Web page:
If you ask the Liberals, they will say teen girls being scantily dressed in school is appropriate. Even when wearing skin tight yoga pants and too-short shorts to public school, libs claim parents or teachers who object to girls who want to show what their momma gave them, were “shamed” when asked to wear clothing styles according to their school policy.
Shamed for what—showing way too much skin at an age where they shouldn’t be? Good for those teachers who make these students follow the rules!
Just like it was when we were teens, your children may feel pressure from their friends, non-friend peers, and the media — to follow the current trends and wear fashionable clothes.
Some girls feel confident if they receive attention for the way they dress. Sure, it’s nice to be noticed. Often girls even dress to impress other girls, maybe even more than guys. But for many young teenage girls, it’s even more important to fit in. Many young women feel it is social suicide to try to stick out in the crowd or wear something no one else is wearing. So if all the girls are dressing in short skirts and low-cut shirts, they better do it as well, they think. Sometimes the styles may be more provocative than a girl feels comfortable wearing, but due to peer pressure, she will wear it anyway.
Trends in fashion that do not fit every body size and shape can cause girls to struggle with self-esteem. Popular shops catering to only certain sizes make girls feel “less-than” because they do not have what is considered to be the ideal teen body. Magazines geared toward teens can be some of the most prominent culprits when it comes to promoting a particular look based on a particular body type.
According to the Child Development Department at the University of Denver, teen magazines tell girls how their bodies should be rather than meeting them where they are. For example, if your teen daughter wants to fit in with the popular cheerleaders, she may opt to ditch her old style of dress for something closer to their ideas of what constitutes fashionable clothing, or what’s being shown in popular teen magazines.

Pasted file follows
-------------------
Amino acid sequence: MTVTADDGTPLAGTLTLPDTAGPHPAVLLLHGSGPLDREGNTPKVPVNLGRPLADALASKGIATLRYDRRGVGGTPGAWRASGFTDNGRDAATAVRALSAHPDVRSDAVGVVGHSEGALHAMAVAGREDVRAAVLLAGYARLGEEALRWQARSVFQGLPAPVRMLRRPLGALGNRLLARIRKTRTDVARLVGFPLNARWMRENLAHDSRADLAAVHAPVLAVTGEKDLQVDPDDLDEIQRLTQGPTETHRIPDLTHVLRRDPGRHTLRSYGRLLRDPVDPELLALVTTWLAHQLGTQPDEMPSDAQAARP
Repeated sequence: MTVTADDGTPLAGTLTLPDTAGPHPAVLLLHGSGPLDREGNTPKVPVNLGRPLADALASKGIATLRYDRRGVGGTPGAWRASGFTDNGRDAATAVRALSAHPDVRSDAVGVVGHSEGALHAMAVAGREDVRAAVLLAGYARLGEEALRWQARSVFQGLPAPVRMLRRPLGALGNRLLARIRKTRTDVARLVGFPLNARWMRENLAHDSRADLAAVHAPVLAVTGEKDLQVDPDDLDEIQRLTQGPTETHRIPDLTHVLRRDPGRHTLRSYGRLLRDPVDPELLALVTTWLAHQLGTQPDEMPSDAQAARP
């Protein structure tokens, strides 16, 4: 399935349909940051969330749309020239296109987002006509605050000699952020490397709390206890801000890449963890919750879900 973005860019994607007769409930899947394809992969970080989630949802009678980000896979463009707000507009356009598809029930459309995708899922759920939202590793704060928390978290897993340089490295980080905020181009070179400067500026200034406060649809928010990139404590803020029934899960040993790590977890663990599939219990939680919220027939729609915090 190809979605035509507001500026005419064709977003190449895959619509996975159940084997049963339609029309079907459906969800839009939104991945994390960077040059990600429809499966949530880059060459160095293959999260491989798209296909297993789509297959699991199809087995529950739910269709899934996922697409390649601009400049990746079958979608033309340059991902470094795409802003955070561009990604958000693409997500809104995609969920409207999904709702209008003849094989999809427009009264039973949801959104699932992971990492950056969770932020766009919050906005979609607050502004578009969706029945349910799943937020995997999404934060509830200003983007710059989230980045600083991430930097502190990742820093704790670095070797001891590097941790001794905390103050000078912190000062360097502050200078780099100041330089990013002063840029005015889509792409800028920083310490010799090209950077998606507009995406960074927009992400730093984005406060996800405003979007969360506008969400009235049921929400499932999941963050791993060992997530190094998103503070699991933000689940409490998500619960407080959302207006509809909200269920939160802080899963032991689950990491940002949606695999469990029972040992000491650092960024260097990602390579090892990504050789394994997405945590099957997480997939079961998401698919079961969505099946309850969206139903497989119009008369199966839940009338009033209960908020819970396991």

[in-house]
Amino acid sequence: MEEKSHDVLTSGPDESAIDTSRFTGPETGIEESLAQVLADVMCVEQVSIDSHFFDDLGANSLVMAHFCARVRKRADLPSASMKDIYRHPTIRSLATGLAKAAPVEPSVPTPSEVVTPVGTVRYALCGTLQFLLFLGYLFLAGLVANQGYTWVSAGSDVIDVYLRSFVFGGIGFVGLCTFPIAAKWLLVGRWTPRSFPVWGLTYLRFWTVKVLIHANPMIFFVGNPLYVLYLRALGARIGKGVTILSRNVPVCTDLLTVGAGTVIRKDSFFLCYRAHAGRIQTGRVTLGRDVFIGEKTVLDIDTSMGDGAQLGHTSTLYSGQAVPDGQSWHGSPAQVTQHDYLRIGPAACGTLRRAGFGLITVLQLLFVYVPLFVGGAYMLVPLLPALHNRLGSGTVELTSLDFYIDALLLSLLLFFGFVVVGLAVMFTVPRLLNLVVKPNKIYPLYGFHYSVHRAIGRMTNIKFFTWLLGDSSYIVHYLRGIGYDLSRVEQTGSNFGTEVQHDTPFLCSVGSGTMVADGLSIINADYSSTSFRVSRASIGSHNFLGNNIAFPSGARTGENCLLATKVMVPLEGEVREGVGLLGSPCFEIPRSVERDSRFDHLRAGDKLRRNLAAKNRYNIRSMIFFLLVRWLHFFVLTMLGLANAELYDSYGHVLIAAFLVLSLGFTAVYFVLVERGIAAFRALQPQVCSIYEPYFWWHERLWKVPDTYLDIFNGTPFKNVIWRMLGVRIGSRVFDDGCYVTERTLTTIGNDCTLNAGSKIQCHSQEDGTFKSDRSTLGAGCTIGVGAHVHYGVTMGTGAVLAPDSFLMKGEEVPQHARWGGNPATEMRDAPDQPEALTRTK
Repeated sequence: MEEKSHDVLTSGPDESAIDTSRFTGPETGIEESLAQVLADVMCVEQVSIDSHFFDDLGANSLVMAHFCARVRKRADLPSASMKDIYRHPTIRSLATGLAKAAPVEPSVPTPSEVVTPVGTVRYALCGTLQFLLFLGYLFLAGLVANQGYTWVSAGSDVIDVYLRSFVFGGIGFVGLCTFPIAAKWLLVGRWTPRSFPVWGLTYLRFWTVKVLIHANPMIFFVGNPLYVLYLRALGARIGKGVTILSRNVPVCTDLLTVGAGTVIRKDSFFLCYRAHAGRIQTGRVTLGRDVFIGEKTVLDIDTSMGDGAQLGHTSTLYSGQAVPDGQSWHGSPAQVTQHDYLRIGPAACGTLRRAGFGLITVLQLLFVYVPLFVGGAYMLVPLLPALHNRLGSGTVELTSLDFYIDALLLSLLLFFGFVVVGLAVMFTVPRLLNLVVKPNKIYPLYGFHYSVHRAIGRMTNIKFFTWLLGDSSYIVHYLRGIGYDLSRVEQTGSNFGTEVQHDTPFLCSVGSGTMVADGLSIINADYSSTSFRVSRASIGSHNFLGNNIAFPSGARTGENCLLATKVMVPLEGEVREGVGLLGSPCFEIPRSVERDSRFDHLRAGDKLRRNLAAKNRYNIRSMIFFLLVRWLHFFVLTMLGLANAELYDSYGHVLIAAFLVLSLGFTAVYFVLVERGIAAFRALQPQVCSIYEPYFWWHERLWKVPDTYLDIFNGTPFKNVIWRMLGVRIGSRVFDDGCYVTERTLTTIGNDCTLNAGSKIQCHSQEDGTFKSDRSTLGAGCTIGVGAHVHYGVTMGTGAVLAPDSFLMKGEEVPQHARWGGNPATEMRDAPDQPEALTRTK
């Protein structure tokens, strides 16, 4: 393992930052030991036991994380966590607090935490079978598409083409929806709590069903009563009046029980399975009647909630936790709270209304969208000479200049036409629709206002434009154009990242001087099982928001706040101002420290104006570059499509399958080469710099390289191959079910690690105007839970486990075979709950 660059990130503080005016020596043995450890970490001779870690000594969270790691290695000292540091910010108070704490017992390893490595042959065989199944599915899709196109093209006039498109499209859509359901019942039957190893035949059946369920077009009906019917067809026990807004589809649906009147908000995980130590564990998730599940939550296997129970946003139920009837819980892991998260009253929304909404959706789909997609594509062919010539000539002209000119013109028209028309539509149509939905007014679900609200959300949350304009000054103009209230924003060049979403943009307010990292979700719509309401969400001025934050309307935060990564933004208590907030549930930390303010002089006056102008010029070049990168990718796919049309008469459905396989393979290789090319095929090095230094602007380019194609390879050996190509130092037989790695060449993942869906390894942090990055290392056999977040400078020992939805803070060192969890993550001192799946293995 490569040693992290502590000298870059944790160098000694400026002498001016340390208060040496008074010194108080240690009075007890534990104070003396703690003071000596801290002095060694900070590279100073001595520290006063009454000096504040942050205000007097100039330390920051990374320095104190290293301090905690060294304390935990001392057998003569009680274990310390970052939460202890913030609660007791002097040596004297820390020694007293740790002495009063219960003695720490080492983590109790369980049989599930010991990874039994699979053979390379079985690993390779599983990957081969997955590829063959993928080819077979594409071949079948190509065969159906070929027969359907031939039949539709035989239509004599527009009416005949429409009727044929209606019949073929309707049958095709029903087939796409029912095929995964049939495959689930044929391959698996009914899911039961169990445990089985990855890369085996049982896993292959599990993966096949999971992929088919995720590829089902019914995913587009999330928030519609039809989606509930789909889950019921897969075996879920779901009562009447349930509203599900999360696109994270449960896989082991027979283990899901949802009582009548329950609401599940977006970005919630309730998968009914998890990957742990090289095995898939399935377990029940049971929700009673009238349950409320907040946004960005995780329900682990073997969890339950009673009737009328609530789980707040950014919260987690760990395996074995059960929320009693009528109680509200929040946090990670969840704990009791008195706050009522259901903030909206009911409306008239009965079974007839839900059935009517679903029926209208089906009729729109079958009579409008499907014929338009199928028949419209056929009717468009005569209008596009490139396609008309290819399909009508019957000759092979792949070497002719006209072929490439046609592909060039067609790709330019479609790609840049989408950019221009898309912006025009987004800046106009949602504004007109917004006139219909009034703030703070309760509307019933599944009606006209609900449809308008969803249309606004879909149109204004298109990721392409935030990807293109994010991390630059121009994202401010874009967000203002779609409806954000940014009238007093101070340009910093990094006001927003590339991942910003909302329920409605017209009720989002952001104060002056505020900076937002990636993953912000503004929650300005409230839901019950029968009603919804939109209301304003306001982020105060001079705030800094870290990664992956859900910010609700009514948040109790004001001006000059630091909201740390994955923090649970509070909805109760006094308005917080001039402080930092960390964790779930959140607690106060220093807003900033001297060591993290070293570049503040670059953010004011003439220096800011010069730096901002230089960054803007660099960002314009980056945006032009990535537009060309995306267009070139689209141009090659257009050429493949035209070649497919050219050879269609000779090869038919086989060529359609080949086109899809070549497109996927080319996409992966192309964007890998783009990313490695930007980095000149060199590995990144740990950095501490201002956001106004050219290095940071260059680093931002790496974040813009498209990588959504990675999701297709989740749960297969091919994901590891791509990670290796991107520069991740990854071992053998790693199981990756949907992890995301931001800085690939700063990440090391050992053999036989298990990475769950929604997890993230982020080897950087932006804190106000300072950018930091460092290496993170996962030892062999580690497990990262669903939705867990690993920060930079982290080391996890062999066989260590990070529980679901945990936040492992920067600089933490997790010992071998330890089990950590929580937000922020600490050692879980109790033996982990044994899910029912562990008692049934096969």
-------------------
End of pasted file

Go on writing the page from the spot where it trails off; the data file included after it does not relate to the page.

When your teen sees her favorite TV star or a perfect-looking model wearing the latest trends, this puts pressure on her to imitate the media-made ideal. Anything less than dressing like the magazine, or other media source, pictures look like may seem like a dud to your teen when it comes to what she wears.
“When we put on an item of clothing it is common for the wearer to adopt the characteristics associated with that garment,” Dr. Karen Pine, professor of psychology at the University of Hertfordshire and fashion psychologist, told Forbes. “A lot of clothing has symbolic meaning for us, whether it’s ‘professional work attire’ or ‘relaxing weekend wear,’ so when we put it on we prime the brain to behave in ways consistent with that meaning.”
Dr. Leonard Sax MD, writing in Psychology Today, points out that more and more research shows a connection between what women (and girls) wear and their tendency to self-objectify. In other words, girls in tight or revealing clothing at school are so worried about how they look, they may have trouble concentrating in class and doing their work.
Of course, the standard rationale that many school districts give for banning skimpy clothing for girls is that it’s distracting to the boys. And, let’s be honest, it can be. But this new research turns that whole argument on its ear and calls into question whether motives such as self-entitlement and freedom from misogynistic norms are valid reasons to change school dress codes, which many are already doing.
We do need to teach our kids that what we wear and how we behave — either physically, verbally or through our expression of personal style — does affect other people. And while we shouldn’t feel punished for it, it should matter to us.
This goes for adults, too, and it’s why merely telling our kids what they can and can’t wear isn’t enough. It goes way deeper into issues of human dignity and respect — for others and ourselves.